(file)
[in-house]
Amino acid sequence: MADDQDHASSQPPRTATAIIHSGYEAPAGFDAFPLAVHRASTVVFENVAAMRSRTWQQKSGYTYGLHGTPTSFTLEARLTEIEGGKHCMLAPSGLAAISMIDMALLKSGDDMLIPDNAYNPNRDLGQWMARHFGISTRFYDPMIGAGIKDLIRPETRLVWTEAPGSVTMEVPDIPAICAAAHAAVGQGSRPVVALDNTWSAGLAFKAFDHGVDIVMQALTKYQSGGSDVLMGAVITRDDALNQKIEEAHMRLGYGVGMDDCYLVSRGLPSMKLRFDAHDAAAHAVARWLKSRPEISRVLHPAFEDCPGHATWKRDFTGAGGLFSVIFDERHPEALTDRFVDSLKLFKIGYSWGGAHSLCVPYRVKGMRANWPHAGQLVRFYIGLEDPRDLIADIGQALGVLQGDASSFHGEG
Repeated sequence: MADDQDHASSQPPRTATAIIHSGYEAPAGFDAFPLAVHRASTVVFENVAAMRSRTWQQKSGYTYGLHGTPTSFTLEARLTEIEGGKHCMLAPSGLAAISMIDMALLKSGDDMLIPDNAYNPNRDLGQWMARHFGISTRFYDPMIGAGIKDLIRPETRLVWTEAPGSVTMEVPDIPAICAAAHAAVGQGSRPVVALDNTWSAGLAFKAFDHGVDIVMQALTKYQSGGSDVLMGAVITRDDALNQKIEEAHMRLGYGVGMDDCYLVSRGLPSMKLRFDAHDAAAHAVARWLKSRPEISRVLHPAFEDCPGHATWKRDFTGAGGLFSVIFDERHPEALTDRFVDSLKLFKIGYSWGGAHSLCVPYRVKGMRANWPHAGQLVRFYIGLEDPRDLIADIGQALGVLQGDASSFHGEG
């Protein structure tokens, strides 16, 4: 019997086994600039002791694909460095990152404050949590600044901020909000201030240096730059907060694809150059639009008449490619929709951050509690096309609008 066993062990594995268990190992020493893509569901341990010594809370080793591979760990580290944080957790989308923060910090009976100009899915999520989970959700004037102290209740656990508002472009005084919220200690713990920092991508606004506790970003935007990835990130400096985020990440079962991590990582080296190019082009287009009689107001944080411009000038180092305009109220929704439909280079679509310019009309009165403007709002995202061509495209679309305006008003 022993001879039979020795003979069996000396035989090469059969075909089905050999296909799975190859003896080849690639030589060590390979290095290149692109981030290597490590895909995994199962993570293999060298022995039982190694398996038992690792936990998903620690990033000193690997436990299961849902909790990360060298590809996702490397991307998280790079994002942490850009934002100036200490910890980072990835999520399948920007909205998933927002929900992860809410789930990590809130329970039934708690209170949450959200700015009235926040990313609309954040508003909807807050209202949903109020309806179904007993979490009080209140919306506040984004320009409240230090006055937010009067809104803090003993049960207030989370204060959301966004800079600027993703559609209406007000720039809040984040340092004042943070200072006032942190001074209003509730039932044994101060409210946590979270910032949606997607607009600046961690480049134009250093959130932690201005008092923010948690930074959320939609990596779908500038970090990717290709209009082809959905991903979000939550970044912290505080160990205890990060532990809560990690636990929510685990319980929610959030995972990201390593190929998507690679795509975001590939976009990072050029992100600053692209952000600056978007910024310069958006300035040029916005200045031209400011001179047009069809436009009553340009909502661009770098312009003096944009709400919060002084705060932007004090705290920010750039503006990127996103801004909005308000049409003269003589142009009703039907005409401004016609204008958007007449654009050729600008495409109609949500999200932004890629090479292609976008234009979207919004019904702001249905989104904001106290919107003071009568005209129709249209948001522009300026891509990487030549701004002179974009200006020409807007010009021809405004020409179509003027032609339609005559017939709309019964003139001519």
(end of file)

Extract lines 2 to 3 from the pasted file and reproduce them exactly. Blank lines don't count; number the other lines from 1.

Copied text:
Amino acid sequence: MADDQDHASSQPPRTATAIIHSGYEAPAGFDAFPLAVHRASTVVFENVAAMRSRTWQQKSGYTYGLHGTPTSFTLEARLTEIEGGKHCMLAPSGLAAISMIDMALLKSGDDMLIPDNAYNPNRDLGQWMARHFGISTRFYDPMIGAGIKDLIRPETRLVWTEAPGSVTMEVPDIPAICAAAHAAVGQGSRPVVALDNTWSAGLAFKAFDHGVDIVMQALTKYQSGGSDVLMGAVITRDDALNQKIEEAHMRLGYGVGMDDCYLVSRGLPSMKLRFDAHDAAAHAVARWLKSRPEISRVLHPAFEDCPGHATWKRDFTGAGGLFSVIFDERHPEALTDRFVDSLKLFKIGYSWGGAHSLCVPYRVKGMRANWPHAGQLVRFYIGLEDPRDLIADIGQALGVLQGDASSFHGEG
Repeated sequence: MADDQDHASSQPPRTATAIIHSGYEAPAGFDAFPLAVHRASTVVFENVAAMRSRTWQQKSGYTYGLHGTPTSFTLEARLTEIEGGKHCMLAPSGLAAISMIDMALLKSGDDMLIPDNAYNPNRDLGQWMARHFGISTRFYDPMIGAGIKDLIRPETRLVWTEAPGSVTMEVPDIPAICAAAHAAVGQGSRPVVALDNTWSAGLAFKAFDHGVDIVMQALTKYQSGGSDVLMGAVITRDDALNQKIEEAHMRLGYGVGMDDCYLVSRGLPSMKLRFDAHDAAAHAVARWLKSRPEISRVLHPAFEDCPGHATWKRDFTGAGGLFSVIFDERHPEALTDRFVDSLKLFKIGYSWGGAHSLCVPYRVKGMRANWPHAGQLVRFYIGLEDPRDLIADIGQALGVLQGDASSFHGEG